Everyone would recognize that it is not exact because there are spaces between the balls. As a next step in refinement, we may want to fill the vase with sand. If we want an exact measurement, we will fill the vase with water and then measure the volume of water in a measuring cylinder. In the language of limit, we would say that the volume of the vase is the limit of the sum of volumes of all the balls (or grains) when their number becomes larger and larger. This is the key concept in integral calculus in a nutshell.

Calculus will be a lot more interesting if we first present its practical applications which everyone will understand and then go into algebraic computations. The real beauty of the concept of limit (and more generally, that of calculus) is that it allows us to express so many complicated aspects of functional relationships between different quantities in a compact and elegant way.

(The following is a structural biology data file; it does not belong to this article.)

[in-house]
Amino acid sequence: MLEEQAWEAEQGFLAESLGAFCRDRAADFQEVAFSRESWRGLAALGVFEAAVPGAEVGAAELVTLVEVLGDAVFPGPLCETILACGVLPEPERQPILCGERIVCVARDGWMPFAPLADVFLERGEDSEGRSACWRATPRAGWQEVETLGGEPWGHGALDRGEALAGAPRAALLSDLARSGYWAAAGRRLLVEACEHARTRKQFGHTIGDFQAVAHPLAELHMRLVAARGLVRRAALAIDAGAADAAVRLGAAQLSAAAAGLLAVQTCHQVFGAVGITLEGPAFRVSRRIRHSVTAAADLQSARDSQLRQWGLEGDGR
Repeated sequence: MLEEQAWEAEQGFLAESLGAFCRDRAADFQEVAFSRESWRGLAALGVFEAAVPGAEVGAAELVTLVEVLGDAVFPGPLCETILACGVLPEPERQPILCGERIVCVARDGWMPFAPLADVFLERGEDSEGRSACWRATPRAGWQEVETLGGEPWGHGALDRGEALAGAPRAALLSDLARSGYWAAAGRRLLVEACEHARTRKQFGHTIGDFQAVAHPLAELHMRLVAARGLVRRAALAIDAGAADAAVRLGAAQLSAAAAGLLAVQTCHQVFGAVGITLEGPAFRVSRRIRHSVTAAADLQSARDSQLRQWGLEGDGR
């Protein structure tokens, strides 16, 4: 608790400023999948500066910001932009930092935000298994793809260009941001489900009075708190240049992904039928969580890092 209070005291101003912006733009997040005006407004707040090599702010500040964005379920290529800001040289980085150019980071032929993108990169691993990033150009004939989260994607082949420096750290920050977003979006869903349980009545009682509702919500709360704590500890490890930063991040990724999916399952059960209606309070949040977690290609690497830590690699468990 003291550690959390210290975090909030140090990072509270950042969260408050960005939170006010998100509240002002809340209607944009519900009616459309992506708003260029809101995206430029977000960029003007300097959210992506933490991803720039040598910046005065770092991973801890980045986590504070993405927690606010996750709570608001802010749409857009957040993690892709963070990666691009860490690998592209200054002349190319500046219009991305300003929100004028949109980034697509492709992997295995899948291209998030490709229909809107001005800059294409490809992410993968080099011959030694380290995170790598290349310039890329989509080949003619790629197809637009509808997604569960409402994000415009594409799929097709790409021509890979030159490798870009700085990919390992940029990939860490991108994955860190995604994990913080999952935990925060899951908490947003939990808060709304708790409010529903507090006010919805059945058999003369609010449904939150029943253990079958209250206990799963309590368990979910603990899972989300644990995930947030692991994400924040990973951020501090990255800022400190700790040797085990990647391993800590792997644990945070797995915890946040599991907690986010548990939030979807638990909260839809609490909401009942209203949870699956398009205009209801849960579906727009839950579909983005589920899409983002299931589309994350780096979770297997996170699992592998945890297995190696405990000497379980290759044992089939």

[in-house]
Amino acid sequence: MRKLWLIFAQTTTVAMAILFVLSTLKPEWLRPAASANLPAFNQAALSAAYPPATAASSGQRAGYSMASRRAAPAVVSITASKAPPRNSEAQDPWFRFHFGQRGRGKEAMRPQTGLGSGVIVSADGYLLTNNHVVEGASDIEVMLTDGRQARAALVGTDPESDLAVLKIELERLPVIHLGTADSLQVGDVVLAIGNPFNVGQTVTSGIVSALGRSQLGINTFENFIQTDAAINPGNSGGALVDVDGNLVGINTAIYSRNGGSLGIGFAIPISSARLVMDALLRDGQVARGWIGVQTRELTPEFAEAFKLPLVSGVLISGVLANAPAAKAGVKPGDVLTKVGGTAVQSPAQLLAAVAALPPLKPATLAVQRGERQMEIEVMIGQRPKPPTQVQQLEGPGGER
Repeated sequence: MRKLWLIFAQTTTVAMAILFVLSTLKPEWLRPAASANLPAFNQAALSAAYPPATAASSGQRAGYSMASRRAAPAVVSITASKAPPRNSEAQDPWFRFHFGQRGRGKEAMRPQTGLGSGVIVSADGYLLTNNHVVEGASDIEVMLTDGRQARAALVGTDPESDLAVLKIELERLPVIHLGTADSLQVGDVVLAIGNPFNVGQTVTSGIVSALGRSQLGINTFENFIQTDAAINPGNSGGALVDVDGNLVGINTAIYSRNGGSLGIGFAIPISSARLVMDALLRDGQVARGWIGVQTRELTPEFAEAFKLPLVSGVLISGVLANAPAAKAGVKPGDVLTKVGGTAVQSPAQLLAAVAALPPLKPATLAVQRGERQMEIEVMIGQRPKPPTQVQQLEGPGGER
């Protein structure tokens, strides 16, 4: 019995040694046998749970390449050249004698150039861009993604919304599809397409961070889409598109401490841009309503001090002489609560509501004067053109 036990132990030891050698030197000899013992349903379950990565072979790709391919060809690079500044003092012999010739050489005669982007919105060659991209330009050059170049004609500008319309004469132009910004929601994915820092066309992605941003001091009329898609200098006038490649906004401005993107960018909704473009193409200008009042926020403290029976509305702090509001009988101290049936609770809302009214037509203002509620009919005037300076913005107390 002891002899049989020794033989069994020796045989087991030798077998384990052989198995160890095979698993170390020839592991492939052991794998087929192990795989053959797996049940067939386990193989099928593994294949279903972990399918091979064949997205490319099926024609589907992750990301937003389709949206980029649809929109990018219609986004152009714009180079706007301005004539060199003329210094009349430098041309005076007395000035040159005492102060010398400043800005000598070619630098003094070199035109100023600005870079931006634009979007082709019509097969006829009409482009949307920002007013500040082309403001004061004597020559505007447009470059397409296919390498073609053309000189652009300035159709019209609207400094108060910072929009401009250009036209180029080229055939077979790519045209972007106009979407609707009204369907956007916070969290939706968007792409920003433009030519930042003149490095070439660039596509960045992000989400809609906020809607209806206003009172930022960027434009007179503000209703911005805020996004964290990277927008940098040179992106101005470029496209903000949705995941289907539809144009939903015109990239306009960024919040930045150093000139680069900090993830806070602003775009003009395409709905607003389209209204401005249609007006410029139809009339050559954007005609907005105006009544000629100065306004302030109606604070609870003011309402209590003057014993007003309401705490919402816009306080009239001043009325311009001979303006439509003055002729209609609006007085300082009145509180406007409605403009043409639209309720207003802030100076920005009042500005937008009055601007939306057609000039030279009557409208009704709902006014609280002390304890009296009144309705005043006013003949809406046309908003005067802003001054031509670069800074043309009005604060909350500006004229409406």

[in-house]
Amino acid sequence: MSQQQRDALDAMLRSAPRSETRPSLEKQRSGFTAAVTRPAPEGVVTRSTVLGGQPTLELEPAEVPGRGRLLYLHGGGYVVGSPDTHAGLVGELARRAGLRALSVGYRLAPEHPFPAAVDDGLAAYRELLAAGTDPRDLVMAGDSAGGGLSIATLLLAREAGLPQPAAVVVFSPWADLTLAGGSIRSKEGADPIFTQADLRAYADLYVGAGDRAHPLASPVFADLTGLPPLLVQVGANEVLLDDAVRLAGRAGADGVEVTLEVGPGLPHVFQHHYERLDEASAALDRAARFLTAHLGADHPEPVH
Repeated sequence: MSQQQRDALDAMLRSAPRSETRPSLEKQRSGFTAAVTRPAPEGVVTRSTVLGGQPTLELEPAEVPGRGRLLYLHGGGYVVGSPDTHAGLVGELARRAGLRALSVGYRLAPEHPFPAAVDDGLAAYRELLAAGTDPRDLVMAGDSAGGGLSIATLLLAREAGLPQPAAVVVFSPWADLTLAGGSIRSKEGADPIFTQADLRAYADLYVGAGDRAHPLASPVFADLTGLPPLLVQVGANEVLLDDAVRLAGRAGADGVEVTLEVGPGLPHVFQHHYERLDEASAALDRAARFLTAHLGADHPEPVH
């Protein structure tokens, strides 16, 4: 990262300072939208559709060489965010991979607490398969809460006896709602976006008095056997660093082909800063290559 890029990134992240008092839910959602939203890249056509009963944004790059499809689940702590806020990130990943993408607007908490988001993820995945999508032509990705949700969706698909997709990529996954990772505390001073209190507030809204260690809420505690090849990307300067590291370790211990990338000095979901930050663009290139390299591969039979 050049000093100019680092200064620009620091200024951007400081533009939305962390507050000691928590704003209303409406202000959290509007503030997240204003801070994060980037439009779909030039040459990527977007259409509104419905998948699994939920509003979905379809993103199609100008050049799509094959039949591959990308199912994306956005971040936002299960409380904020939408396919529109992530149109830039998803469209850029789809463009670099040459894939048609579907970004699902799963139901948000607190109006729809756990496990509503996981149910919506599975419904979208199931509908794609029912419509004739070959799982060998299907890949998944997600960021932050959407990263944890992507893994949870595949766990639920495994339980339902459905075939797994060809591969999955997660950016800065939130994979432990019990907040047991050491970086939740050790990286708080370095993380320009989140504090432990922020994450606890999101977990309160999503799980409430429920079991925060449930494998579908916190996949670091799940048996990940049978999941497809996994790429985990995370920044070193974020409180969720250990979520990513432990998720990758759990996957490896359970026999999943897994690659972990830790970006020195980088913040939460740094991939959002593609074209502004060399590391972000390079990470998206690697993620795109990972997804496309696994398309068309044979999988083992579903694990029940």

Just imagine the difficulty and awkwardness in stating most of the laws of physics if calculus was not invented. It is no wonder that Newton had to invent calculus to clearly express his laws of physics. They say that the sky’s the limit if one wants to learn mathematics. Using mathematical jargon, we can say that as the amount of time devoted to learning math approaches infinity, the limit of math knowledge is infinite!

(The writer, a physicist who worked in industry and academia, is a Bengali settled in America.)